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Hot Tip on a Microsoft Office Feature

In a Writing Tune-Up I led last week, a manager exclaimed that a tip I had just provided was worth the price of the entire workshop.

Here is the tip, and you don’t have to pay me for it:

If Microsoft Office is automatically correcting something for you–and you don’t want it corrected–you can stop the autocorrect feature for that correction.

Example: The manager types HSA, the abbreviation for “Health Savings Account.” Microsoft automatically corrects HSA to the word HAS. That auto-correction drives the manager and her team crazy. They continually undo the Microsoft correction, and sometimes their corrections get undone, although they don’t know how this is happening. They are frustrated about wasting valuable work time undoing Microsoft’s correction.

Update on March 4: Please see the fourth comment below,  the one from Marc. He shares a much faster, more efficient way of eliminating a term like “hsa” from AutoCorrect.

Here is how to eliminate a term from the AutoCorrect feature:

In Word 2003, click Tools, then AutoCorrect Options.
In Word 2007, click Office Button, then Word Options, then Proofing Tools, then AutoCorrect Options. (If you know a faster way, please share it.)

Then, for both Word 2003 and 2007, under the AutoCorrect tab, you will see a box with two columns filled with entries. The left column is labeled “Replace”; the right column is labeled “With.”

In the “Replace” column, find the entry you do not want corrected, for example, hsa, and click on it to highlight it. Then click Delete. That entry will be deleted and will never waste your time again!

Use the same approach (in the one-line box without entries) if you want to add entries to be automatically corrected. For example, I have added pubic to the “Replace” column, with public in the “With” column. Just click Add to confirm your entry.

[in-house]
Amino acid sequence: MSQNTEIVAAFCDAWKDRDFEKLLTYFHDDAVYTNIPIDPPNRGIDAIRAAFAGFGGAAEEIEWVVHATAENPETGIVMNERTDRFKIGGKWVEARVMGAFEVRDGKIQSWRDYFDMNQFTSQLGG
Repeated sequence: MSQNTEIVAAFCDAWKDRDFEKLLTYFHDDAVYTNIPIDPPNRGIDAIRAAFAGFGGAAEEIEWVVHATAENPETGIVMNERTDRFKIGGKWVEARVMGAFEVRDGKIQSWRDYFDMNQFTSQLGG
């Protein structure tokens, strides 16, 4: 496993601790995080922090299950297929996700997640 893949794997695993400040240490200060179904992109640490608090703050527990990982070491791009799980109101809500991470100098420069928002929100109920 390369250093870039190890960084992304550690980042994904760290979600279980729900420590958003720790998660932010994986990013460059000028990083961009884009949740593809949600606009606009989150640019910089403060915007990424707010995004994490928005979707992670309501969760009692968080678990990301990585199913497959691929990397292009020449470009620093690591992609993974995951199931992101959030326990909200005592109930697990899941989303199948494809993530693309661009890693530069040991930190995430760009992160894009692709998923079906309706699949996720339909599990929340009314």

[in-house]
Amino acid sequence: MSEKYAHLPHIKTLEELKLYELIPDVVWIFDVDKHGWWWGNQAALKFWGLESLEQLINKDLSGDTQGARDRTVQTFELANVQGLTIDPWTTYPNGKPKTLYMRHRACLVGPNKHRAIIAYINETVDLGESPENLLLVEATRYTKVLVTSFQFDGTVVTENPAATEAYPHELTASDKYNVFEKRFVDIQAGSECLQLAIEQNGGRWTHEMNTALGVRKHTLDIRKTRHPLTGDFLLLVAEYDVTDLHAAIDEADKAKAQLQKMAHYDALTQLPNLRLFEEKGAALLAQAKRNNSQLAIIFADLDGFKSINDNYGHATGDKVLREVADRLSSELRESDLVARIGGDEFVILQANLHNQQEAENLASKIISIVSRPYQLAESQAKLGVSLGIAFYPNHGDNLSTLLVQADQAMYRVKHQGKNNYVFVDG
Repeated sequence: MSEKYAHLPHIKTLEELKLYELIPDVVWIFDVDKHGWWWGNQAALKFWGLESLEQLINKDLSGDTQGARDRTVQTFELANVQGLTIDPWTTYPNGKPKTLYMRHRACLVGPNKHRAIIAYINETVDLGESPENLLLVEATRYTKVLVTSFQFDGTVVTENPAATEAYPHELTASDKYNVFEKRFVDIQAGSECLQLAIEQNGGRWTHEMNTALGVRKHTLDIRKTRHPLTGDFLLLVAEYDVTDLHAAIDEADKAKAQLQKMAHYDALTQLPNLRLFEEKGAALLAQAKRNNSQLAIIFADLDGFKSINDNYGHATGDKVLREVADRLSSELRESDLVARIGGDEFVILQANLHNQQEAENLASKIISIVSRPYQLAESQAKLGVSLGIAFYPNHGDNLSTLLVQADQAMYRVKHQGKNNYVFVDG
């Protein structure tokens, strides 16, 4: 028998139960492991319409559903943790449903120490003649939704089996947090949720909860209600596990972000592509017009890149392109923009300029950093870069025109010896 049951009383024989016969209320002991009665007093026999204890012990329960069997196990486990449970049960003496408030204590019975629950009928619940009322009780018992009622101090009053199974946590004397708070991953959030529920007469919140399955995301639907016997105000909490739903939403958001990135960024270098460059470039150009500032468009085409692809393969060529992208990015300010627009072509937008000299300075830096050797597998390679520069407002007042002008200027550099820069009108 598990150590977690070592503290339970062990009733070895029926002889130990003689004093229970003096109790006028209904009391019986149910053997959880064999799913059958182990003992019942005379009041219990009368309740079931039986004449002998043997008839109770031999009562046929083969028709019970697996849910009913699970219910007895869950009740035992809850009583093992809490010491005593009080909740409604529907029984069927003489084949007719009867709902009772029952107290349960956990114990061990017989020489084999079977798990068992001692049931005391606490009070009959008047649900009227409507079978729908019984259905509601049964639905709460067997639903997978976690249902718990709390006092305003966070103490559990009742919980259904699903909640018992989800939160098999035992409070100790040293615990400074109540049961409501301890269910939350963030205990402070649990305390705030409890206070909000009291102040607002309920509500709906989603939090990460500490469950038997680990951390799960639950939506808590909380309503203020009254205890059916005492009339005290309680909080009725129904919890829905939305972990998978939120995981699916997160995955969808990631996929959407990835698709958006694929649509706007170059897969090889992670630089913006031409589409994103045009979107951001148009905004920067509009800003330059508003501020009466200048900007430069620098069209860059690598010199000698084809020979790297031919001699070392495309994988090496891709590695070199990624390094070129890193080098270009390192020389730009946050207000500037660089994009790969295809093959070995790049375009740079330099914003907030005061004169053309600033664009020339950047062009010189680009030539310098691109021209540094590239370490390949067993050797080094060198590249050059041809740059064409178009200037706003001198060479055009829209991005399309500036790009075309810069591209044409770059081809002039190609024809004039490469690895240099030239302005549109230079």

Do you have any time-saving tips for writers who use Microsoft Office? Please share them here or provide a link to your tips.


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By Lynn Gaertner-Johnston

Lynn Gaertner-Johnston has helped thousands of employees and managers improve their business writing skills and confidence through her company, Syntax Training. In her corporate training career of more than 20 years, she has worked with executives, engineers, scientists, sales staff, and many other professionals, helping them get their messages across with clarity and tact.

A gifted teacher, Lynn has led writing classes at more than 100 companies and organizations such as MasterCard, Microsoft, Boeing, Nintendo, REI, AARP, Ledcor, and Kaiser Permanente. Near her home in Seattle, Washington, she has taught managerial communications in the MBA programs of the University of Washington and UW Bothell. She has created a communications course, Business Writing That Builds Relationships, and provides the curriculum at no cost to college instructors.

A recognized expert in business writing etiquette, Lynn has been quoted in "The Wall Street Journal," "The Atlantic," "Vanity Fair," and other media.

Lynn sharpened her business writing skills at the University of Notre Dame, where she earned a master's degree in communication, and at Bradley University, with a bachelor's degree in English.

14 comments on “Hot Tip on a Microsoft Office Feature”

  • I think a better title for this post might be “HOWTO: Turn off MS Word AutoCorrection”